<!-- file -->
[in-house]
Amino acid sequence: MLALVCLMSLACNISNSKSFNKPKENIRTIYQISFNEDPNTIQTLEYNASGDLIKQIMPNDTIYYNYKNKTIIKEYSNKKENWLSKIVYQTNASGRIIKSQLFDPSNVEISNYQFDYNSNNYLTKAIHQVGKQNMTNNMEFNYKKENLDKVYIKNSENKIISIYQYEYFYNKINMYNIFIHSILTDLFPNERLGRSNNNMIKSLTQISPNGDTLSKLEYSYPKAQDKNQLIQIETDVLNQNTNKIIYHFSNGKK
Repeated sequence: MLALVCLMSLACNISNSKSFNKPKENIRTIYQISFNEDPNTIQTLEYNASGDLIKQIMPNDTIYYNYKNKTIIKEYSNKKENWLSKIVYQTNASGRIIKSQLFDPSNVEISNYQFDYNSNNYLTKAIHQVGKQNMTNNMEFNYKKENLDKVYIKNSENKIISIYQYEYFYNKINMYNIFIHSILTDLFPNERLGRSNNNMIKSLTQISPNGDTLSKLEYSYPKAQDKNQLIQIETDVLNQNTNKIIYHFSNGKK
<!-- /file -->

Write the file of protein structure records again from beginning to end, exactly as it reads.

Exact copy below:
[in-house]
Amino acid sequence: MLALVCLMSLACNISNSKSFNKPKENIRTIYQISFNEDPNTIQTLEYNASGDLIKQIMPNDTIYYNYKNKTIIKEYSNKKENWLSKIVYQTNASGRIIKSQLFDPSNVEISNYQFDYNSNNYLTKAIHQVGKQNMTNNMEFNYKKENLDKVYIKNSENKIISIYQYEYFYNKINMYNIFIHSILTDLFPNERLGRSNNNMIKSLTQISPNGDTLSKLEYSYPKAQDKNQLIQIETDVLNQNTNKIIYHFSNGKK
Repeated sequence: MLALVCLMSLACNISNSKSFNKPKENIRTIYQISFNEDPNTIQTLEYNASGDLIKQIMPNDTIYYNYKNKTIIKEYSNKKENWLSKIVYQTNASGRIIKSQLFDPSNVEISNYQFDYNSNNYLTKAIHQVGKQNMTNNMEFNYKKENLDKVYIKNSENKIISIYQYEYFYNKINMYNIFIHSILTDLFPNERLGRSNNNMIKSLTQISPNGDTLSKLEYSYPKAQDKNQLIQIETDVLNQNTNKIIYHFSNGKK